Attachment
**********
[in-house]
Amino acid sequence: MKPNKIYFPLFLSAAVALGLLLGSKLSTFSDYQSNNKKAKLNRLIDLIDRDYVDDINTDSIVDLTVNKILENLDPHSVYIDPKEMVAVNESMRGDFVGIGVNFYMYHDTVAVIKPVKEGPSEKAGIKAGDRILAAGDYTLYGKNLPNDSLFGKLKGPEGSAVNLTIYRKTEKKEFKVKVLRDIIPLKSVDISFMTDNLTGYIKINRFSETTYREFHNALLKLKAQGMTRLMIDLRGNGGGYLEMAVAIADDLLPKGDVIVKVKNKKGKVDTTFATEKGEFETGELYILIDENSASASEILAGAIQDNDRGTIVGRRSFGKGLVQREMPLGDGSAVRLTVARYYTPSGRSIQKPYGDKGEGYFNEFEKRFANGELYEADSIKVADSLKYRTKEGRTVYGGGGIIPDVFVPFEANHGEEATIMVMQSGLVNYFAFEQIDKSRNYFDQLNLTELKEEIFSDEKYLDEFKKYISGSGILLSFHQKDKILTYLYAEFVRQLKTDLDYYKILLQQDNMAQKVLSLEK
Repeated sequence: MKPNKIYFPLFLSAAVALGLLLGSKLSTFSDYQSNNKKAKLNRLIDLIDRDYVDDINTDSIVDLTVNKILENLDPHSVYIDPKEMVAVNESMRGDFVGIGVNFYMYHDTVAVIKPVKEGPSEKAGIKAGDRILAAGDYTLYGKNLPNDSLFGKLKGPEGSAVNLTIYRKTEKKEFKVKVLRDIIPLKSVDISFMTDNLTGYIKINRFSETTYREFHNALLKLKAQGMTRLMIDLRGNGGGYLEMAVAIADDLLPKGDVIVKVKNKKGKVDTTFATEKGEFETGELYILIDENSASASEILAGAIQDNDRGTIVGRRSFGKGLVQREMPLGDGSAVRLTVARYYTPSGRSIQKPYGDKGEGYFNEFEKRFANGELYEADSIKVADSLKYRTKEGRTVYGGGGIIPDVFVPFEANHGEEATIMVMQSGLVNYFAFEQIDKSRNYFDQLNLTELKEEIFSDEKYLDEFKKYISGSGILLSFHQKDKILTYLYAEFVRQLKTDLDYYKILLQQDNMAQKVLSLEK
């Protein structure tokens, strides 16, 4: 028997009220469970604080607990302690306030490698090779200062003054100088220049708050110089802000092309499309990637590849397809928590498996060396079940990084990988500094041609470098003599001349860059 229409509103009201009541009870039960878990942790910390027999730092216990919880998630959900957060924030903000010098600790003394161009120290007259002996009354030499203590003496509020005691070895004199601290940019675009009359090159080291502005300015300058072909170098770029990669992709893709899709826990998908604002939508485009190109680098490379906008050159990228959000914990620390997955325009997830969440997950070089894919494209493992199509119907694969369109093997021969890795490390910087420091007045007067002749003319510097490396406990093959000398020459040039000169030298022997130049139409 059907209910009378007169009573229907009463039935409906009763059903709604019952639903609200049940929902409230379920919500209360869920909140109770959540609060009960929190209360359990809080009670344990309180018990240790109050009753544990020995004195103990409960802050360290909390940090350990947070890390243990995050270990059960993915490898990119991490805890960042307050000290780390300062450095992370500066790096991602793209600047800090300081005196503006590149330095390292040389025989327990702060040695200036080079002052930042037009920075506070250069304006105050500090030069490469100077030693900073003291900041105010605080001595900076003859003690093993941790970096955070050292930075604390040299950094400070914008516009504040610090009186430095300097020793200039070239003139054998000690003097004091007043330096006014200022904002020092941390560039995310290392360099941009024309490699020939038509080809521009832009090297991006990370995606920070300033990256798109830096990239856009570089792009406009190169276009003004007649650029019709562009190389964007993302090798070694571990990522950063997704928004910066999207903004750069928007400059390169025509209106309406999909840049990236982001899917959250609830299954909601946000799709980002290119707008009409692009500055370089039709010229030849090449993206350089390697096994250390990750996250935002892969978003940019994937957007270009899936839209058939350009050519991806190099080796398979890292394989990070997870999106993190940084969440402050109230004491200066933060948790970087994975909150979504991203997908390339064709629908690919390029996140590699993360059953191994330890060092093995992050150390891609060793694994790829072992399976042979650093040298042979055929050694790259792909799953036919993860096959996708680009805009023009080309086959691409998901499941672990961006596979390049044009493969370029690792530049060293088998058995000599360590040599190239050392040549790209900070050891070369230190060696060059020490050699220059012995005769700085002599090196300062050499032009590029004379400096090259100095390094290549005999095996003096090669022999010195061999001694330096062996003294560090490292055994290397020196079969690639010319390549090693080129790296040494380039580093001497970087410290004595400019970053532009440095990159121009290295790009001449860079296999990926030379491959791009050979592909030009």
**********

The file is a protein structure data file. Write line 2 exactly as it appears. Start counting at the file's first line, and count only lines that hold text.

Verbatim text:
Amino acid sequence: MKPNKIYFPLFLSAAVALGLLLGSKLSTFSDYQSNNKKAKLNRLIDLIDRDYVDDINTDSIVDLTVNKILENLDPHSVYIDPKEMVAVNESMRGDFVGIGVNFYMYHDTVAVIKPVKEGPSEKAGIKAGDRILAAGDYTLYGKNLPNDSLFGKLKGPEGSAVNLTIYRKTEKKEFKVKVLRDIIPLKSVDISFMTDNLTGYIKINRFSETTYREFHNALLKLKAQGMTRLMIDLRGNGGGYLEMAVAIADDLLPKGDVIVKVKNKKGKVDTTFATEKGEFETGELYILIDENSASASEILAGAIQDNDRGTIVGRRSFGKGLVQREMPLGDGSAVRLTVARYYTPSGRSIQKPYGDKGEGYFNEFEKRFANGELYEADSIKVADSLKYRTKEGRTVYGGGGIIPDVFVPFEANHGEEATIMVMQSGLVNYFAFEQIDKSRNYFDQLNLTELKEEIFSDEKYLDEFKKYISGSGILLSFHQKDKILTYLYAEFVRQLKTDLDYYKILLQQDNMAQKVLSLEK